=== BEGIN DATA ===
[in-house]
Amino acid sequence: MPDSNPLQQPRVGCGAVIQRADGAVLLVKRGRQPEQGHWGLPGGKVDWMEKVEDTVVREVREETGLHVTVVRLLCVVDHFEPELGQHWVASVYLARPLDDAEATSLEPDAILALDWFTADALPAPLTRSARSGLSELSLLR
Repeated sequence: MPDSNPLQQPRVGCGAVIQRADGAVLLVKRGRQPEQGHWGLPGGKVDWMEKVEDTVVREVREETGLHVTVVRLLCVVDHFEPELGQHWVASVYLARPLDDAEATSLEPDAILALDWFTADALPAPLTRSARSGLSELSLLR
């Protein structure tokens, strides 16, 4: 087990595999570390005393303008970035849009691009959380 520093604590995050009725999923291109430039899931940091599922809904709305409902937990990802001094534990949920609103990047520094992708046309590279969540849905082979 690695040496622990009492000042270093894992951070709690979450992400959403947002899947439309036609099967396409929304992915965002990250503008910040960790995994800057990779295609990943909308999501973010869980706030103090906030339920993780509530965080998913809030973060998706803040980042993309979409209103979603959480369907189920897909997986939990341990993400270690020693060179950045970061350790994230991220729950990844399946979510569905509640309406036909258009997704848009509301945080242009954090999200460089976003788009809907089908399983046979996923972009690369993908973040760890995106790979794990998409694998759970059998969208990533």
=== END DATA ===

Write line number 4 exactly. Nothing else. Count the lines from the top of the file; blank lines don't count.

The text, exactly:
């Protein structure tokens, strides 16, 4: 087990595999570390005393303008970035849009691009959380 520093604590995050009725999923291109430039899931940091599922809904709305409902937990990802001094534990949920609103990047520094992708046309590279969540849905082979 690695040496622990009492000042270093894992951070709690979450992400959403947002899947439309036609099967396409929304992915965002990250503008910040960790995994800057990779295609990943909308999501973010869980706030103090906030339920993780509530965080998913809030973060998706803040980042993309979409209103979603959480369907189920897909997986939990341990993400270690020693060179950045970061350790994230991220729950990844399946979510569905509640309406036909258009997704848009509301945080242009954090999200460089976003788009809907089908399983046979996923972009690369993908973040760890995106790979794990998409694998759970059998969208990533």